Summer’s flown by, and as we reach closer to Autumn, the Academy Awards 2015 will grow larger in the movie-goers’ conscious. We’re at the awkward stage of the year, where the last of the year’s blockbusters mix with the annual dawn of the auteurs. Richard Linklater’s ‘Boyhood’ has already caused a stir for an early Best Picture shout, but September is when the real business gets going. It’s far too early for us to start making predictions, but there are certainly a bunch of movies we can’t wait to get stuck in to, in the coming months. Here’s five of them.
Woody Allen, likely the finest screenwriter to ever live, hasn’t let age slow him down. He’s made at least one film a year for about 40 years – extraordinary. Some of them fall flat, some of them are masterpieces, Blue Jasmine being the most recent. Magic in the Moonlight follows English Gentleman-cum-globally-known-illusionist, Stanley (Colin Firth), as he’s sworn in to interrogate a supposed clairvoyant (Emma Stone). Reviews suggest that this rom-com may not hit the heights of Blue Jasmine, but we’re confident this will remain a sharp and witty addition to Allen’s library. May even get a cheeky Best Original Screenplay nod as well.
Those who remember Joaquin Phoenix being ground down to tears by Phillip Seymour Hoffman in the exceedingly powerful, The Master, will know Inherent Vice can’t be missed. Paul Thomas Anderson is one of cinema’s most exciting auteurs – combining gritty themes with weird and wonderful techniques, that occasionally drift into Kubrick territory. Two years after The Master, Anderson’s gunning to conquer the neo-noir sub-genre. The 1970-set Inherent Vice follows a drug-addled detective (Joaquin Phoenix) investigating the disappearance of a former girlfriend. If Phoenix pulls off the role with the same ardour as he did in The Master, we can’t look beyond a strong Best Actor shout.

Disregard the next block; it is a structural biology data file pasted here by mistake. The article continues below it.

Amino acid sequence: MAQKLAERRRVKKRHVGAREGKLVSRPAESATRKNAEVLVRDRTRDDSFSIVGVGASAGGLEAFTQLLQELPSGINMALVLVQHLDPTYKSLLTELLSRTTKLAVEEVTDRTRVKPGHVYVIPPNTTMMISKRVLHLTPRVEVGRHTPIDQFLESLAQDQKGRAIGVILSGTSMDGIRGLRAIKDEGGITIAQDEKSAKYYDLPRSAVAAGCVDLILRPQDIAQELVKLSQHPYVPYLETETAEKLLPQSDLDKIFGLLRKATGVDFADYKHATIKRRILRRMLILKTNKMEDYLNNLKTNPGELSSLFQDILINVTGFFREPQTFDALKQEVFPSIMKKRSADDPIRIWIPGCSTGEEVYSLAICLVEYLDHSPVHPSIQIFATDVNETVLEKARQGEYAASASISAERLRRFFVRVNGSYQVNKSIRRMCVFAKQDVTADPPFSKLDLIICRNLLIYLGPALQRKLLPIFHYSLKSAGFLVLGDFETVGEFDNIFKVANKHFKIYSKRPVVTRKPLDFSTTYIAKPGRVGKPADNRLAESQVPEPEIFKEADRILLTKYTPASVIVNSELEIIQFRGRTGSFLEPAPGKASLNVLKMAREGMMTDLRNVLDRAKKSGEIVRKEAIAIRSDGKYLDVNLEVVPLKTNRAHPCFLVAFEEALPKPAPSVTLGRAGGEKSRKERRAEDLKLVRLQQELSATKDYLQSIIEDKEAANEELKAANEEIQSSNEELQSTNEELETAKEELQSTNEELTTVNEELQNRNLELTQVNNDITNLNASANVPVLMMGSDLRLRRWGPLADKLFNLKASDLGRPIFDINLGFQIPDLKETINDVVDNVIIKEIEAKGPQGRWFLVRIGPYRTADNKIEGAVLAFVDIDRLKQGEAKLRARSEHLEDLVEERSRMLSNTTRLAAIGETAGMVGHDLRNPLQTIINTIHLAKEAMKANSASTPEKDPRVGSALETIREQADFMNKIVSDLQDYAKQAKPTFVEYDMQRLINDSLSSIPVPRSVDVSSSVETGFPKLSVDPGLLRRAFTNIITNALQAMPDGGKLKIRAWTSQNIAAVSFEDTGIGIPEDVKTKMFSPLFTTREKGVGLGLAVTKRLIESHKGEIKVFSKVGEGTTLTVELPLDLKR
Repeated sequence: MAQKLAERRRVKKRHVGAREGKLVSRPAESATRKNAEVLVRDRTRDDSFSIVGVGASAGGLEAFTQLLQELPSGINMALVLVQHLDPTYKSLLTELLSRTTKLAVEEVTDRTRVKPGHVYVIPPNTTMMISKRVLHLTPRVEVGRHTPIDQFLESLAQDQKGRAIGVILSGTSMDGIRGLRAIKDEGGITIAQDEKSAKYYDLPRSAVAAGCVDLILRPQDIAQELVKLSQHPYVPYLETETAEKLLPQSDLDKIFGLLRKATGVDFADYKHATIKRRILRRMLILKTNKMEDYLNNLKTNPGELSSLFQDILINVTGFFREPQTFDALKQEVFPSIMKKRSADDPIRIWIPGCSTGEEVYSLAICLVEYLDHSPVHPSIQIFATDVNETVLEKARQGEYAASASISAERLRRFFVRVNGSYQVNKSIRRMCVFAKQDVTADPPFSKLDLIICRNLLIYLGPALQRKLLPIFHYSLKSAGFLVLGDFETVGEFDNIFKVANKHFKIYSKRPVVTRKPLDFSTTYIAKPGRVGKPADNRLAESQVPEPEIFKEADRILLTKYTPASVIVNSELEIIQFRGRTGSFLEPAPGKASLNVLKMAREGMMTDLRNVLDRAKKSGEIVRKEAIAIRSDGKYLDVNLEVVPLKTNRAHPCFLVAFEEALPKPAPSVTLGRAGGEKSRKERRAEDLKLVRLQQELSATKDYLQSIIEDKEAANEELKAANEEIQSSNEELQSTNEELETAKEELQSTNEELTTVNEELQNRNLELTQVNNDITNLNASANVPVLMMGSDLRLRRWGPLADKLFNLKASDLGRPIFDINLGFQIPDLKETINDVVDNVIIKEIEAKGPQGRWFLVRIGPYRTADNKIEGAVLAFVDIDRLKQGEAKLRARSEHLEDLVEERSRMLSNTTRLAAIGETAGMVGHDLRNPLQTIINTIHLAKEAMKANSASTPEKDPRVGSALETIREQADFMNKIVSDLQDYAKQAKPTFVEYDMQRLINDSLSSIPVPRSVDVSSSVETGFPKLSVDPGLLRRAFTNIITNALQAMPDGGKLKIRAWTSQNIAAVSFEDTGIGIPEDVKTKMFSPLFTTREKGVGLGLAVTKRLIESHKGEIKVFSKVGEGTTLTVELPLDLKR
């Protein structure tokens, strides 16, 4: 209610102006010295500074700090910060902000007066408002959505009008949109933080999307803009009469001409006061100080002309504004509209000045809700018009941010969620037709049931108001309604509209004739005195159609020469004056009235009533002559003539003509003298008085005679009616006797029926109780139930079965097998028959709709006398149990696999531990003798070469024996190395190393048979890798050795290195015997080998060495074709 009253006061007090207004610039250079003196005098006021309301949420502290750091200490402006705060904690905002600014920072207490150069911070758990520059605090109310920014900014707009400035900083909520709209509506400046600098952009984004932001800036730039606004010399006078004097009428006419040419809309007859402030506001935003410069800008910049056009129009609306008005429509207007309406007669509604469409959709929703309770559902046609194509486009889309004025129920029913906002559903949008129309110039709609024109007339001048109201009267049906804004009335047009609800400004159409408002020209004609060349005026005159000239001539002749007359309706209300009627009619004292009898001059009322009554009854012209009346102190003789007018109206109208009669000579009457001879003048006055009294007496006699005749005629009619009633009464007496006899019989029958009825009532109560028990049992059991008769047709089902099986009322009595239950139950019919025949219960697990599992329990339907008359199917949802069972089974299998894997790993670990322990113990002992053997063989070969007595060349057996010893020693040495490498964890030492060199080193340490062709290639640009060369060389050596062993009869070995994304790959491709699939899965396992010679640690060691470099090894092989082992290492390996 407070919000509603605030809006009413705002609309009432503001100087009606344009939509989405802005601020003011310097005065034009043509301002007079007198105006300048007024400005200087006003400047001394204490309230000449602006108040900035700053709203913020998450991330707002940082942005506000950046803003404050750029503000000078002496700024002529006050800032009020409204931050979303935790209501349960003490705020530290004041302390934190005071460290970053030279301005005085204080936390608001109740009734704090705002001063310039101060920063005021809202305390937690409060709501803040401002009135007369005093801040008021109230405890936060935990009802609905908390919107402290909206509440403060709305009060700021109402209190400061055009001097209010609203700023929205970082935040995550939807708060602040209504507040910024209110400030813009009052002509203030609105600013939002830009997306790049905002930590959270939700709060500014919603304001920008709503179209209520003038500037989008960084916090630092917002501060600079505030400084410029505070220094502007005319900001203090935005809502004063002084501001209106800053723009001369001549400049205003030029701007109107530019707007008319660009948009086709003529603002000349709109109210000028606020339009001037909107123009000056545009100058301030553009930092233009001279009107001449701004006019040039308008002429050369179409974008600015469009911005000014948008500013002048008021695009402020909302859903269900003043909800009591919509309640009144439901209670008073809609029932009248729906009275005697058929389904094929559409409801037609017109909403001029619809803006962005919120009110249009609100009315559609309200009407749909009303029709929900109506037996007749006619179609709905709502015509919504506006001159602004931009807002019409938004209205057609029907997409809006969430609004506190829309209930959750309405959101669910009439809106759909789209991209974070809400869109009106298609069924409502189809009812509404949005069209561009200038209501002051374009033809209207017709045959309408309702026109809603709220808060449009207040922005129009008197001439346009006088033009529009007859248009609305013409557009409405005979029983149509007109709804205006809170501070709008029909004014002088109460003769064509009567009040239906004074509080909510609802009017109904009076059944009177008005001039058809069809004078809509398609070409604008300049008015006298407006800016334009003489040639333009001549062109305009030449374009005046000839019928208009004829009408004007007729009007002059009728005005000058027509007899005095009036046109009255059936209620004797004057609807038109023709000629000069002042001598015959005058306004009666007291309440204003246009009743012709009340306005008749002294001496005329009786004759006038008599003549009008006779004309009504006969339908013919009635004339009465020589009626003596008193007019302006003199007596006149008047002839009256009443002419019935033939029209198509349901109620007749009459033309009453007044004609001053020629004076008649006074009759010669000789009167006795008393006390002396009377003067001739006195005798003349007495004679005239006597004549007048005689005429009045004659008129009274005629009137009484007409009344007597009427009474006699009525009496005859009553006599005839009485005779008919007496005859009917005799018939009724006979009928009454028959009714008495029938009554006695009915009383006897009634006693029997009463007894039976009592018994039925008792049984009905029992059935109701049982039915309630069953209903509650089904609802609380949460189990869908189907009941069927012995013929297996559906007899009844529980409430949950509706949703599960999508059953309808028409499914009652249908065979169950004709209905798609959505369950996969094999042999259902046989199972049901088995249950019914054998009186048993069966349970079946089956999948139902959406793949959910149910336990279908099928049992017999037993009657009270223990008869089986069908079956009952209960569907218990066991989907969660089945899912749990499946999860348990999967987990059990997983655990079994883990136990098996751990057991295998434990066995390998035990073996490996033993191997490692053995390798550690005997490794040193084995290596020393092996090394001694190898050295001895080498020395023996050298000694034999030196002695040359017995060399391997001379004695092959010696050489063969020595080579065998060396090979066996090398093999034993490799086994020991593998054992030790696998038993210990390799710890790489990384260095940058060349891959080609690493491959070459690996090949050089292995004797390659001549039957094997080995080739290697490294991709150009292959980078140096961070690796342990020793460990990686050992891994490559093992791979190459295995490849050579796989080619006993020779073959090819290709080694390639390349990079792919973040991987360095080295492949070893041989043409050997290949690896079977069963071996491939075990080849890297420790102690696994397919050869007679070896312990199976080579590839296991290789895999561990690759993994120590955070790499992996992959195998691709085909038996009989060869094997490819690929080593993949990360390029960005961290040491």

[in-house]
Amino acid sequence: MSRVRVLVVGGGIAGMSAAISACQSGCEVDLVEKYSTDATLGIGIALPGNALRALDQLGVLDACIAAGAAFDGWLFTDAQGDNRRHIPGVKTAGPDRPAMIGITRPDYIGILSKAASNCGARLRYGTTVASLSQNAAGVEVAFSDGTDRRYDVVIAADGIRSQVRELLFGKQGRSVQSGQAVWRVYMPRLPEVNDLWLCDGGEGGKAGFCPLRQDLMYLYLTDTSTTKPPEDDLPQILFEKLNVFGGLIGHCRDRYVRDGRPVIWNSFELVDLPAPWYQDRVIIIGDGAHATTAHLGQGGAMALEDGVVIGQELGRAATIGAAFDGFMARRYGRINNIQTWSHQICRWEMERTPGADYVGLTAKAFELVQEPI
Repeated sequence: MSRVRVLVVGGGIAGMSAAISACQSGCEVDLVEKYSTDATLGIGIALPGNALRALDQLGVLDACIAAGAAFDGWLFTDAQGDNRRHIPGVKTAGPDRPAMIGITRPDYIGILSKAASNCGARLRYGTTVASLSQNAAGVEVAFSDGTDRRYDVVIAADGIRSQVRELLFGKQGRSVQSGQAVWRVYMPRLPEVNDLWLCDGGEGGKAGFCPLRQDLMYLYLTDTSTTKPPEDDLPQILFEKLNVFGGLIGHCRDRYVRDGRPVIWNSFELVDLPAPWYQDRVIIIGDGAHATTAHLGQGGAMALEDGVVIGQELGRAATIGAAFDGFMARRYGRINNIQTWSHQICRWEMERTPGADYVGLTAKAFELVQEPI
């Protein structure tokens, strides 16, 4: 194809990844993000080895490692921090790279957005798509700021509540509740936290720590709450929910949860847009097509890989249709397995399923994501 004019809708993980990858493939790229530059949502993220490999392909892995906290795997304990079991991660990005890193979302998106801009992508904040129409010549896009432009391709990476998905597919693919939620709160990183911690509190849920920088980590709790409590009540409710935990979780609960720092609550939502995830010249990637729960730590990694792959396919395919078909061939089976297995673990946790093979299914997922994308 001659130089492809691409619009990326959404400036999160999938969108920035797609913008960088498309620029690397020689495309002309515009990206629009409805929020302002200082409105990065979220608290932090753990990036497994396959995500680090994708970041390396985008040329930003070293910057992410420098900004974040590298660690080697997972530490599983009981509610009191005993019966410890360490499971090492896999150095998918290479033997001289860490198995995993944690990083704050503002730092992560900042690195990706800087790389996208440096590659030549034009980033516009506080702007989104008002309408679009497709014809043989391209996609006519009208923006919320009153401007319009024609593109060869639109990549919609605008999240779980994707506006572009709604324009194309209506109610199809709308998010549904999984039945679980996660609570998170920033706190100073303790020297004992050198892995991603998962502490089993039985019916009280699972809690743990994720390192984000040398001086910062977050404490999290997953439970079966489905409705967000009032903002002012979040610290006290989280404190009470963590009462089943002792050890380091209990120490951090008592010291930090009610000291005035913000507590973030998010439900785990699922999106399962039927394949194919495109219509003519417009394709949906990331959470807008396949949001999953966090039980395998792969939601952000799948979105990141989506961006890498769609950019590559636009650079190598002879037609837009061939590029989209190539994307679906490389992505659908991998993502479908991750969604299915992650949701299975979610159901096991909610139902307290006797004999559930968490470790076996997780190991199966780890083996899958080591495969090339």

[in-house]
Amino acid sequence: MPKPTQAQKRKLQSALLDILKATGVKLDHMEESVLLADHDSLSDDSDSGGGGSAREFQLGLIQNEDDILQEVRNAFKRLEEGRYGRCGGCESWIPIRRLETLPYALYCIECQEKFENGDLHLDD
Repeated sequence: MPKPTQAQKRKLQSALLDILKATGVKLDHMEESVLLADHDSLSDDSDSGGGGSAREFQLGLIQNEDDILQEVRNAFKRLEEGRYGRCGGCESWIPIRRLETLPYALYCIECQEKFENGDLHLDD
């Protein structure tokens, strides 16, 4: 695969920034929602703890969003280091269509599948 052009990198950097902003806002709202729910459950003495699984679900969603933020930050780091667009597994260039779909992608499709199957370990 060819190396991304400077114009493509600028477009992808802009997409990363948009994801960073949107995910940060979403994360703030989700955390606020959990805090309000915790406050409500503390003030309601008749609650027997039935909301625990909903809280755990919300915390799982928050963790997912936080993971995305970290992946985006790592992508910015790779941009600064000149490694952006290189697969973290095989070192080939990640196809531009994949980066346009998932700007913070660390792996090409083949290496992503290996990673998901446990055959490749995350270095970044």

Not to be confused with Ben Affleck’s spookily-similar 2007 drama ‘Gone Baby Gone’, Fincher’s ‘Gone Girl’ could be the year’s best melodrama. Fincher’s been an excellent servant to Hollywood, directing such staples as Seven, Fight Club, Zodiac and The Curious Case of Benjamin Button. His less-is-more style may be the most useful in this kidnap drama-cum-mystery. Ben Affleck plays a man mourning the disappearance of his wife, and soon enough, faces questions over his own innocence. Since the runaway success of Argo, Ben Affleck’s been fairly quiet. This may be his chance to get some serious acclaim for his work in front of the camera, rather than behind it.
With its all-star cast and big-budget effects, this may be confused for a summer blockbuster that’s lost its way on the calendar. However, Nolan’s aiming big with this hotly original space picture. When humans discover a wormhole in space (a theoretical portal into another realm of space-time), explorers (McConaughey included) unite to make a journey through it, into the unknown. The only film to do cosmic traversal justice is quite possibly the greatest of them all: 2001: A Space Odyssey. Nolan’s got the ambition to match Kubrick’s masterpiece, and judging by the trailer, this could be glorious.
How Clint Eastwood continues to make movies at the age of 84 is anyone’s guess. This elder statesman of American cinema may be an inconsistent director, but he’s due a hit out of the park after a couple of relative disappointments. American Sniper is a biographical action flick that follows a NAVY Seal’ recounting his military career, consisting of nearly 150 confirmed kills. So, this has all the making for an interesting, and violent, war-time panorama. Bradley Cooper’s proved himself as a very able actor to take the lead, and could be a dark horse for a Best Actor nomination.
We’re likely to show all five of these films when they come out, keep an eye on our website for more details: http://www.genesiscinema.co.uk.